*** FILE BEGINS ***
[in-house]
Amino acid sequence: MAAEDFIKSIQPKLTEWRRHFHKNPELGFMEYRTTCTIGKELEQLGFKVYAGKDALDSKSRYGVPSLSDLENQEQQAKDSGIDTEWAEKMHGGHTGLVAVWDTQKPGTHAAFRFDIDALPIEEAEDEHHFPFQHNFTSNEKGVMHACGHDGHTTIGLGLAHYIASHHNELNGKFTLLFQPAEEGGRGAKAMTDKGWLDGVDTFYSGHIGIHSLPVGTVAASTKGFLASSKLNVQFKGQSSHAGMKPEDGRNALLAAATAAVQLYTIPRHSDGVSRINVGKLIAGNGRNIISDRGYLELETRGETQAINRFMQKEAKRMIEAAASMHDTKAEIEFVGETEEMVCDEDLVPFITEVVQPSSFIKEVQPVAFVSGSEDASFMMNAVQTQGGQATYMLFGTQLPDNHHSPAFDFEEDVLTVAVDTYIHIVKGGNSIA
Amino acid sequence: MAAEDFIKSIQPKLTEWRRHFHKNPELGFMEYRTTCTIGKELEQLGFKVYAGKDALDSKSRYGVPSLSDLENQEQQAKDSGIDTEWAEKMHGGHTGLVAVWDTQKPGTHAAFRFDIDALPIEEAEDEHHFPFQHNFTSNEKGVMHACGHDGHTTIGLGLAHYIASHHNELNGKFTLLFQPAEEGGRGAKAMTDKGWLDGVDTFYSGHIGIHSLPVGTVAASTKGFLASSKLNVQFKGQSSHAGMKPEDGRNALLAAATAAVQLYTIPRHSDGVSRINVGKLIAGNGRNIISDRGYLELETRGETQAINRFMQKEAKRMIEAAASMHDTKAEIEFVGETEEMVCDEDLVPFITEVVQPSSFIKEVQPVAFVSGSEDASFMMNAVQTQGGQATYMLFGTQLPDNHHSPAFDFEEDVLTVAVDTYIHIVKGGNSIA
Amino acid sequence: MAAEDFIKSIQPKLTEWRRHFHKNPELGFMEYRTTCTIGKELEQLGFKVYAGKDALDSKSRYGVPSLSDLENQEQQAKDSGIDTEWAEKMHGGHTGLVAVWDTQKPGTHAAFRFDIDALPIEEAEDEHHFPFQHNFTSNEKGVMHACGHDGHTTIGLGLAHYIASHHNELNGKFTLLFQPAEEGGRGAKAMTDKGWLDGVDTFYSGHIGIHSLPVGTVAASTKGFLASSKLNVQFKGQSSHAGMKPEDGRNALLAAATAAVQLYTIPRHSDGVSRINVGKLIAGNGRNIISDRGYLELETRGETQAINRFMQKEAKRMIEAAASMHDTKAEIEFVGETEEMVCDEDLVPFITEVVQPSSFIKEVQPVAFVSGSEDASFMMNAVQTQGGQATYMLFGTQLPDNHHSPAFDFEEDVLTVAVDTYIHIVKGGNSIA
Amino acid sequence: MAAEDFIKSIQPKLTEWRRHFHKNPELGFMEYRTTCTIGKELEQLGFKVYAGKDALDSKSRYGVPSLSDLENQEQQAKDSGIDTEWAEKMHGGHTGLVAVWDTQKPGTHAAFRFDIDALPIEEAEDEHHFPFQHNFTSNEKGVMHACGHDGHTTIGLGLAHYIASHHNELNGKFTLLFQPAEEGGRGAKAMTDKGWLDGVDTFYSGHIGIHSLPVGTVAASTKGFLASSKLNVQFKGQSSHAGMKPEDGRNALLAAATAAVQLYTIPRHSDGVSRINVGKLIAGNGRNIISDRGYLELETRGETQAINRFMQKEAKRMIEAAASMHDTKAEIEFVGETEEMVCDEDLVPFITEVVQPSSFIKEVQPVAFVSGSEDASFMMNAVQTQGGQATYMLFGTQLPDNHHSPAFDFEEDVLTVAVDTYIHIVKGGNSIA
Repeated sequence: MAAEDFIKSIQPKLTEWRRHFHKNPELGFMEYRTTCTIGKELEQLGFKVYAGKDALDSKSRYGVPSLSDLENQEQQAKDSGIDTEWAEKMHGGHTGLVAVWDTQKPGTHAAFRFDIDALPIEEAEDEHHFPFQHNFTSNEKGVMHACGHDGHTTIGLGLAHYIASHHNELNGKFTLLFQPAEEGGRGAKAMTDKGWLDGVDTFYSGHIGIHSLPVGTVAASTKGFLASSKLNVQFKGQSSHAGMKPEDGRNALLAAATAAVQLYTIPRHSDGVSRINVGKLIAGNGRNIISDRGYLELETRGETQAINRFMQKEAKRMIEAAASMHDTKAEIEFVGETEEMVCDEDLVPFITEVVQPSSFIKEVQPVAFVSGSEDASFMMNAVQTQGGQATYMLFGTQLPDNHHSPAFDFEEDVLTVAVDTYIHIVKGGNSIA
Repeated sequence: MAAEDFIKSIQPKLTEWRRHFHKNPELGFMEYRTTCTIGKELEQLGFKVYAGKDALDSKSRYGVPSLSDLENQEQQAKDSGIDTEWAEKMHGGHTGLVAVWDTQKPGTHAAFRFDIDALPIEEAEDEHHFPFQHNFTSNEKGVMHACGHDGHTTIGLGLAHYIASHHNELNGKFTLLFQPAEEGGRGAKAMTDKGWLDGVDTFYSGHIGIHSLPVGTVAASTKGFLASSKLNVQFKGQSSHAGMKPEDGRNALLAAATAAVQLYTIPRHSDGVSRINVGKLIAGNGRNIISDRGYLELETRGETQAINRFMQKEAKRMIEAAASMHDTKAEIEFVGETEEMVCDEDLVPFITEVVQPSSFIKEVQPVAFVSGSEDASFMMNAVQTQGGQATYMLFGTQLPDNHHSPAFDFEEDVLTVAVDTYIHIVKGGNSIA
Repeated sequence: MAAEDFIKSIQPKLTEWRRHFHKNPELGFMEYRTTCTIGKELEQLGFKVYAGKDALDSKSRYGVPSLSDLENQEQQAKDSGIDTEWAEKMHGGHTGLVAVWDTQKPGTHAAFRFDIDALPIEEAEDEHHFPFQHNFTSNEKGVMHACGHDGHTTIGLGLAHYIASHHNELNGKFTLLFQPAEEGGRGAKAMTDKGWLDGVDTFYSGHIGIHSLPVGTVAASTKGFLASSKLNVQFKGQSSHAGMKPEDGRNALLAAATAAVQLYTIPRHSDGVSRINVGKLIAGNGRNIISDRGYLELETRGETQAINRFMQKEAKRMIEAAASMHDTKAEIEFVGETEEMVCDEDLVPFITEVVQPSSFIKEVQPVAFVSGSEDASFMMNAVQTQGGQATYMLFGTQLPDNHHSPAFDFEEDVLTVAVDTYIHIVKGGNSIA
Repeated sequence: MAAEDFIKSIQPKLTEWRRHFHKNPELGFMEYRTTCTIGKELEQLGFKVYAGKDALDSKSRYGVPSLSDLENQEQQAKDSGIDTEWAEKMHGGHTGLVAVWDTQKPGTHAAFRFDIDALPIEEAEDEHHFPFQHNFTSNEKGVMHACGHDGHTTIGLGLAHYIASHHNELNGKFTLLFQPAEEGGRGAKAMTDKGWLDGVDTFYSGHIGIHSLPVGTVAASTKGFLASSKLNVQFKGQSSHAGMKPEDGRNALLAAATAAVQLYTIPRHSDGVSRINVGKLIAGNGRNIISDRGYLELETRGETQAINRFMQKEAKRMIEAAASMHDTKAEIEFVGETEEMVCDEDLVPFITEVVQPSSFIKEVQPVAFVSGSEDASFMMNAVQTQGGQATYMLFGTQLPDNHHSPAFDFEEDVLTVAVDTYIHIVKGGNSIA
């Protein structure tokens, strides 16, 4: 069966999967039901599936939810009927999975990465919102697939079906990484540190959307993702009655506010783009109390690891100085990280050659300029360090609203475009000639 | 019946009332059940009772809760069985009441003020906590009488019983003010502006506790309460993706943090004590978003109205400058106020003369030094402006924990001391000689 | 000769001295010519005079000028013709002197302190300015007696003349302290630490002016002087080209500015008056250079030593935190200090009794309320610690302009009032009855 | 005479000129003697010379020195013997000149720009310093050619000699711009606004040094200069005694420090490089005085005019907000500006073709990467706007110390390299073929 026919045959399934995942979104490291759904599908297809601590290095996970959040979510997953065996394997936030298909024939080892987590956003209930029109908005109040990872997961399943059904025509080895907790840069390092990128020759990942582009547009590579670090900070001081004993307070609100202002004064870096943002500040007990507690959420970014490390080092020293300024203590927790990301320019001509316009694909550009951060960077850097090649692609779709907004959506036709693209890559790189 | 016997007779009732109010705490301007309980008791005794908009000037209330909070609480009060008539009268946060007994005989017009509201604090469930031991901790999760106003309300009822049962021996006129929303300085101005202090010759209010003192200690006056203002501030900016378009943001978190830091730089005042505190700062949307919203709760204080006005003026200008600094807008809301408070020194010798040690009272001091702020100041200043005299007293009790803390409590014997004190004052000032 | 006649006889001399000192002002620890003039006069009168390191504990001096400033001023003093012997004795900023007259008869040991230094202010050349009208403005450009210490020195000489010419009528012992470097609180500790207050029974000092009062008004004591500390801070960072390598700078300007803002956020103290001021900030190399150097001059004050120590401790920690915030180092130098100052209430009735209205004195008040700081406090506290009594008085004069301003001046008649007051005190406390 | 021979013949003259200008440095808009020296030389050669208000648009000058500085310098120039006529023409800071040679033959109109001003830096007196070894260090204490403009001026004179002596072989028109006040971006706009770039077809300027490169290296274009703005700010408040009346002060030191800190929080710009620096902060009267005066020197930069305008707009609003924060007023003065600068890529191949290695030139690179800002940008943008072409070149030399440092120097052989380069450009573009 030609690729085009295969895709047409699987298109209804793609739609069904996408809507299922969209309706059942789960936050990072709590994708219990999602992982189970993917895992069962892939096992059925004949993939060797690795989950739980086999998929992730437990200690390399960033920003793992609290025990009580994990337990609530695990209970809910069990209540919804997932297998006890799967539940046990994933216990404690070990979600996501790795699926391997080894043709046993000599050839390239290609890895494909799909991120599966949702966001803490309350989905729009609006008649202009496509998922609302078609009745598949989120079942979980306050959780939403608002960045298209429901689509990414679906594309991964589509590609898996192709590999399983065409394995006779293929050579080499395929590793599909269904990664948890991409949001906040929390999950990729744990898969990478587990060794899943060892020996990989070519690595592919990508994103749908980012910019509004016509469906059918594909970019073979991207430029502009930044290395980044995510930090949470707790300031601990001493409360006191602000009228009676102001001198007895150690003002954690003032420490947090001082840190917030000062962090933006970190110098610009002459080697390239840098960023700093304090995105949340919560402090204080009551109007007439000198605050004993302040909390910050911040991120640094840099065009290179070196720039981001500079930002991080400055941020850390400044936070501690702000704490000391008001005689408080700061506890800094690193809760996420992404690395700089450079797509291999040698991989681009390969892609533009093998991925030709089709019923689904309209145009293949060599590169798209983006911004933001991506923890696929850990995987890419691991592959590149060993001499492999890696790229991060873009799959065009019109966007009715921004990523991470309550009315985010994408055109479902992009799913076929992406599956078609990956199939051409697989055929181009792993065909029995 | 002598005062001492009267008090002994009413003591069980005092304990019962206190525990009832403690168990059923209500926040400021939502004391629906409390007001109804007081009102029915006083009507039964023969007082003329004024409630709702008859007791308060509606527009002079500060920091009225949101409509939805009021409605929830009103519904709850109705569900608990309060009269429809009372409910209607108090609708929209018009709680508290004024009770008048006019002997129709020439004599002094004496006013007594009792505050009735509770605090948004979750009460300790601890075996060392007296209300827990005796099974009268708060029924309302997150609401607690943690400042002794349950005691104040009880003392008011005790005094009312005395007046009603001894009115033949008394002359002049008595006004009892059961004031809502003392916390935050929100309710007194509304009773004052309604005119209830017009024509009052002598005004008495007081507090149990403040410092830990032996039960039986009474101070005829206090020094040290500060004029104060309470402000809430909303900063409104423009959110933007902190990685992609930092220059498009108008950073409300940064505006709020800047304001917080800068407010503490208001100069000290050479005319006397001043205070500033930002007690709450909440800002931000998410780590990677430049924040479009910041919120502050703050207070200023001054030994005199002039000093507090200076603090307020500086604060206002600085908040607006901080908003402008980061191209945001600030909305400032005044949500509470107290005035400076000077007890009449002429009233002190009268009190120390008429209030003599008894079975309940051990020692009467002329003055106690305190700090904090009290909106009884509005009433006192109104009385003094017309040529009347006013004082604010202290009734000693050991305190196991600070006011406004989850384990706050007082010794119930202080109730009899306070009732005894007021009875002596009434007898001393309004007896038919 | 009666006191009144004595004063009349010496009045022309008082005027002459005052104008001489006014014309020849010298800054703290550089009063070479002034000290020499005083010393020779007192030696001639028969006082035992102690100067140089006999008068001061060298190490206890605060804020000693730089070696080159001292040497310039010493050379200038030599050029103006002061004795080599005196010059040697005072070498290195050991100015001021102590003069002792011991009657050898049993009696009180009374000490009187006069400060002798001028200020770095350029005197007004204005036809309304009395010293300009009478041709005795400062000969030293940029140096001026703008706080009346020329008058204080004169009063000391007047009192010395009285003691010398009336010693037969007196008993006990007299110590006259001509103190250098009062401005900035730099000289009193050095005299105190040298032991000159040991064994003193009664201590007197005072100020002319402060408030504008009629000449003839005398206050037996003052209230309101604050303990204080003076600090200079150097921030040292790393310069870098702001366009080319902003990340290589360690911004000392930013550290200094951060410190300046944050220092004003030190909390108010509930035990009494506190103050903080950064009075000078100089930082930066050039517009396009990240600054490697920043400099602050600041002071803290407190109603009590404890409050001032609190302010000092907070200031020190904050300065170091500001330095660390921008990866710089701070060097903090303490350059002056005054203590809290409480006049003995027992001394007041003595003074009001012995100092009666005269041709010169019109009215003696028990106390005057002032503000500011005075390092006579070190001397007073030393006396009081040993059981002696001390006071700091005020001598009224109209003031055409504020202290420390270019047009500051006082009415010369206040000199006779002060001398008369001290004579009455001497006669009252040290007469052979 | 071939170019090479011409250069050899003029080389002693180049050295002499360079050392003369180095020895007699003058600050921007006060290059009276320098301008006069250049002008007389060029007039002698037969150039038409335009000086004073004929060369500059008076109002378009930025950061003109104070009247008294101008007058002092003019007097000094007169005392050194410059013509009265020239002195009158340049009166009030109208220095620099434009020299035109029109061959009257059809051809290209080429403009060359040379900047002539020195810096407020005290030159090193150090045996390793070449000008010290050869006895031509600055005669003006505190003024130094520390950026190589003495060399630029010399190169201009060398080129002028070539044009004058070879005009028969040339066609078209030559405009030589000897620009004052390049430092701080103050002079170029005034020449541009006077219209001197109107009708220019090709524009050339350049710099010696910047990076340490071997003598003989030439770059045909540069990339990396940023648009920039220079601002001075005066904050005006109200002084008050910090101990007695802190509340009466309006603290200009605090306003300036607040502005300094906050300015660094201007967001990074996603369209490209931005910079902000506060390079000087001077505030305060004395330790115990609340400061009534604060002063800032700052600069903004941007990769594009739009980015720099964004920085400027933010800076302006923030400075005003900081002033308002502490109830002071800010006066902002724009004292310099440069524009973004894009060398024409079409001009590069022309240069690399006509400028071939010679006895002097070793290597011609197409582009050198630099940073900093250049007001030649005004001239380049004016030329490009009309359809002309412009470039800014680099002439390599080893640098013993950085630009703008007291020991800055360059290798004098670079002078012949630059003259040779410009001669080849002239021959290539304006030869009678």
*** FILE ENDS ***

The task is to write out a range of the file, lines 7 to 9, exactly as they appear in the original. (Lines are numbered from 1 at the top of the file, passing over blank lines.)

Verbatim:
Repeated sequence: MAAEDFIKSIQPKLTEWRRHFHKNPELGFMEYRTTCTIGKELEQLGFKVYAGKDALDSKSRYGVPSLSDLENQEQQAKDSGIDTEWAEKMHGGHTGLVAVWDTQKPGTHAAFRFDIDALPIEEAEDEHHFPFQHNFTSNEKGVMHACGHDGHTTIGLGLAHYIASHHNELNGKFTLLFQPAEEGGRGAKAMTDKGWLDGVDTFYSGHIGIHSLPVGTVAASTKGFLASSKLNVQFKGQSSHAGMKPEDGRNALLAAATAAVQLYTIPRHSDGVSRINVGKLIAGNGRNIISDRGYLELETRGETQAINRFMQKEAKRMIEAAASMHDTKAEIEFVGETEEMVCDEDLVPFITEVVQPSSFIKEVQPVAFVSGSEDASFMMNAVQTQGGQATYMLFGTQLPDNHHSPAFDFEEDVLTVAVDTYIHIVKGGNSIA
Repeated sequence: MAAEDFIKSIQPKLTEWRRHFHKNPELGFMEYRTTCTIGKELEQLGFKVYAGKDALDSKSRYGVPSLSDLENQEQQAKDSGIDTEWAEKMHGGHTGLVAVWDTQKPGTHAAFRFDIDALPIEEAEDEHHFPFQHNFTSNEKGVMHACGHDGHTTIGLGLAHYIASHHNELNGKFTLLFQPAEEGGRGAKAMTDKGWLDGVDTFYSGHIGIHSLPVGTVAASTKGFLASSKLNVQFKGQSSHAGMKPEDGRNALLAAATAAVQLYTIPRHSDGVSRINVGKLIAGNGRNIISDRGYLELETRGETQAINRFMQKEAKRMIEAAASMHDTKAEIEFVGETEEMVCDEDLVPFITEVVQPSSFIKEVQPVAFVSGSEDASFMMNAVQTQGGQATYMLFGTQLPDNHHSPAFDFEEDVLTVAVDTYIHIVKGGNSIA
Repeated sequence: MAAEDFIKSIQPKLTEWRRHFHKNPELGFMEYRTTCTIGKELEQLGFKVYAGKDALDSKSRYGVPSLSDLENQEQQAKDSGIDTEWAEKMHGGHTGLVAVWDTQKPGTHAAFRFDIDALPIEEAEDEHHFPFQHNFTSNEKGVMHACGHDGHTTIGLGLAHYIASHHNELNGKFTLLFQPAEEGGRGAKAMTDKGWLDGVDTFYSGHIGIHSLPVGTVAASTKGFLASSKLNVQFKGQSSHAGMKPEDGRNALLAAATAAVQLYTIPRHSDGVSRINVGKLIAGNGRNIISDRGYLELETRGETQAINRFMQKEAKRMIEAAASMHDTKAEIEFVGETEEMVCDEDLVPFITEVVQPSSFIKEVQPVAFVSGSEDASFMMNAVQTQGGQATYMLFGTQLPDNHHSPAFDFEEDVLTVAVDTYIHIVKGGNSIA